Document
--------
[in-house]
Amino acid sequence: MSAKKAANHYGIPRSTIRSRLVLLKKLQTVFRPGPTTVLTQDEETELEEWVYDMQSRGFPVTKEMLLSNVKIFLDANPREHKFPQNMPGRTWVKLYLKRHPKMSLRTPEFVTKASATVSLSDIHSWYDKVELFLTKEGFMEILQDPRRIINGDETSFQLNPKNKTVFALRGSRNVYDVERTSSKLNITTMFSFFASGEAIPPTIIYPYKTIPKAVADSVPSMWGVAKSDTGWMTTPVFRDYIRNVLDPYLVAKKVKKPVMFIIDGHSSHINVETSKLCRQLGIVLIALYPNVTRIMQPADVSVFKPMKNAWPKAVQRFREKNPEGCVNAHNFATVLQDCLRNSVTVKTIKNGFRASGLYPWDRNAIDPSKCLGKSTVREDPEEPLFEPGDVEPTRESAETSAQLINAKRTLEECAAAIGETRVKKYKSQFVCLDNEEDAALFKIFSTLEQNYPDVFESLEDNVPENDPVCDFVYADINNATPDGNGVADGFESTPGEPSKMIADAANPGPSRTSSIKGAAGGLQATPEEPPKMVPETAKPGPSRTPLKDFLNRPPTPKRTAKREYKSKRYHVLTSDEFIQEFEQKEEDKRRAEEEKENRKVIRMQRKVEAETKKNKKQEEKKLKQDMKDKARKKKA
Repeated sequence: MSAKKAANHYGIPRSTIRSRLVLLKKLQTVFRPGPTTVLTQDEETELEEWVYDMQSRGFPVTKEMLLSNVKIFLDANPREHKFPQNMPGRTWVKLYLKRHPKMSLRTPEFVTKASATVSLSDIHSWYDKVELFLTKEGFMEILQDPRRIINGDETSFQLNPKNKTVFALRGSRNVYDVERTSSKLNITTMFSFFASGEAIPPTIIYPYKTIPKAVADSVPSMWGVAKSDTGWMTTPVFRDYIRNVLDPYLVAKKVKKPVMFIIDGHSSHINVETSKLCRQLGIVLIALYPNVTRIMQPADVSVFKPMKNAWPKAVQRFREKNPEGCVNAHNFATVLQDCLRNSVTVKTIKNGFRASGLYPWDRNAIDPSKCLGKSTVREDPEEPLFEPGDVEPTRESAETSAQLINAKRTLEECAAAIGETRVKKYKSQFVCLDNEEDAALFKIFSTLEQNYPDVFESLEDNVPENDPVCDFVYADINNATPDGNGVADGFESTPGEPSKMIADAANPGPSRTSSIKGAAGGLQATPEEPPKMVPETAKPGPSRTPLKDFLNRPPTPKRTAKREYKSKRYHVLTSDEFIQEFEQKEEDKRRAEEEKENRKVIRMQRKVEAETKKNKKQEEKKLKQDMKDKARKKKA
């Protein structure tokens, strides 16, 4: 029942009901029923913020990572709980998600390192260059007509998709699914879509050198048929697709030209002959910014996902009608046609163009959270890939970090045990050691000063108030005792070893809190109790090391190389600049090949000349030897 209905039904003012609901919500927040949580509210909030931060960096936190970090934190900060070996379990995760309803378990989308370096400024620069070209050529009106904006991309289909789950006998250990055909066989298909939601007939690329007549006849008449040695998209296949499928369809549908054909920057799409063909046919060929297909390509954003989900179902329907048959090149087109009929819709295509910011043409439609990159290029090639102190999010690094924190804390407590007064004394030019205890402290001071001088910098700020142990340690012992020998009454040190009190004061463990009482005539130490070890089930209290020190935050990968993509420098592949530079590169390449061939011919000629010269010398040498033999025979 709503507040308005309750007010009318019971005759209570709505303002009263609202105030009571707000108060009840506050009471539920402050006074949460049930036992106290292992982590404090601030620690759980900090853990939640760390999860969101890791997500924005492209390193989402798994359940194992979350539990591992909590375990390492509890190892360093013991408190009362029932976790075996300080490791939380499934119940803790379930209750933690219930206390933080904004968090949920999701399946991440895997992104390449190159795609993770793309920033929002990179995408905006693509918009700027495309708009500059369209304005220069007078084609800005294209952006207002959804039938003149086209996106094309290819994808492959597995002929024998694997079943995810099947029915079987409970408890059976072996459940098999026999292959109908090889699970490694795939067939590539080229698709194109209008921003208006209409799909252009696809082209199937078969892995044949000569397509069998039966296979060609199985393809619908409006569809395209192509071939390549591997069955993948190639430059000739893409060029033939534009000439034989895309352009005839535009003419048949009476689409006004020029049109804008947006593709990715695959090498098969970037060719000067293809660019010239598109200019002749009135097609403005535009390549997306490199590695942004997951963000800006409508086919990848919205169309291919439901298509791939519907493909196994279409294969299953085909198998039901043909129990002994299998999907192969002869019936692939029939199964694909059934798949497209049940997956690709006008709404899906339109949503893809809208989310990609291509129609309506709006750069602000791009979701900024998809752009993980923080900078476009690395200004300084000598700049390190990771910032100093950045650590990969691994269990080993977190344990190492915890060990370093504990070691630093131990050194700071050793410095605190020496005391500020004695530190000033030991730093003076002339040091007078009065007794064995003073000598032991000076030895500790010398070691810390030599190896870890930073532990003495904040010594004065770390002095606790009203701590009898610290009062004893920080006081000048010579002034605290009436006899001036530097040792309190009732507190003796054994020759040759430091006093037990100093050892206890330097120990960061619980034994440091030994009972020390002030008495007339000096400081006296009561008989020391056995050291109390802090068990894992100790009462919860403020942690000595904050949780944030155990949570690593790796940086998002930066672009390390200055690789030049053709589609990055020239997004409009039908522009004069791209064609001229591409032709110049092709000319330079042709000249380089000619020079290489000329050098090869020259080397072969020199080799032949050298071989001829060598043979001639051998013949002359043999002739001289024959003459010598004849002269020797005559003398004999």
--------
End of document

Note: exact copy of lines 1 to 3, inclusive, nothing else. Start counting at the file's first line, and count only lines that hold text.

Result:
[in-house]
Amino acid sequence: MSAKKAANHYGIPRSTIRSRLVLLKKLQTVFRPGPTTVLTQDEETELEEWVYDMQSRGFPVTKEMLLSNVKIFLDANPREHKFPQNMPGRTWVKLYLKRHPKMSLRTPEFVTKASATVSLSDIHSWYDKVELFLTKEGFMEILQDPRRIINGDETSFQLNPKNKTVFALRGSRNVYDVERTSSKLNITTMFSFFASGEAIPPTIIYPYKTIPKAVADSVPSMWGVAKSDTGWMTTPVFRDYIRNVLDPYLVAKKVKKPVMFIIDGHSSHINVETSKLCRQLGIVLIALYPNVTRIMQPADVSVFKPMKNAWPKAVQRFREKNPEGCVNAHNFATVLQDCLRNSVTVKTIKNGFRASGLYPWDRNAIDPSKCLGKSTVREDPEEPLFEPGDVEPTRESAETSAQLINAKRTLEECAAAIGETRVKKYKSQFVCLDNEEDAALFKIFSTLEQNYPDVFESLEDNVPENDPVCDFVYADINNATPDGNGVADGFESTPGEPSKMIADAANPGPSRTSSIKGAAGGLQATPEEPPKMVPETAKPGPSRTPLKDFLNRPPTPKRTAKREYKSKRYHVLTSDEFIQEFEQKEEDKRRAEEEKENRKVIRMQRKVEAETKKNKKQEEKKLKQDMKDKARKKKA
Repeated sequence: MSAKKAANHYGIPRSTIRSRLVLLKKLQTVFRPGPTTVLTQDEETELEEWVYDMQSRGFPVTKEMLLSNVKIFLDANPREHKFPQNMPGRTWVKLYLKRHPKMSLRTPEFVTKASATVSLSDIHSWYDKVELFLTKEGFMEILQDPRRIINGDETSFQLNPKNKTVFALRGSRNVYDVERTSSKLNITTMFSFFASGEAIPPTIIYPYKTIPKAVADSVPSMWGVAKSDTGWMTTPVFRDYIRNVLDPYLVAKKVKKPVMFIIDGHSSHINVETSKLCRQLGIVLIALYPNVTRIMQPADVSVFKPMKNAWPKAVQRFREKNPEGCVNAHNFATVLQDCLRNSVTVKTIKNGFRASGLYPWDRNAIDPSKCLGKSTVREDPEEPLFEPGDVEPTRESAETSAQLINAKRTLEECAAAIGETRVKKYKSQFVCLDNEEDAALFKIFSTLEQNYPDVFESLEDNVPENDPVCDFVYADINNATPDGNGVADGFESTPGEPSKMIADAANPGPSRTSSIKGAAGGLQATPEEPPKMVPETAKPGPSRTPLKDFLNRPPTPKRTAKREYKSKRYHVLTSDEFIQEFEQKEEDKRRAEEEKENRKVIRMQRKVEAETKKNKKQEEKKLKQDMKDKARKKKA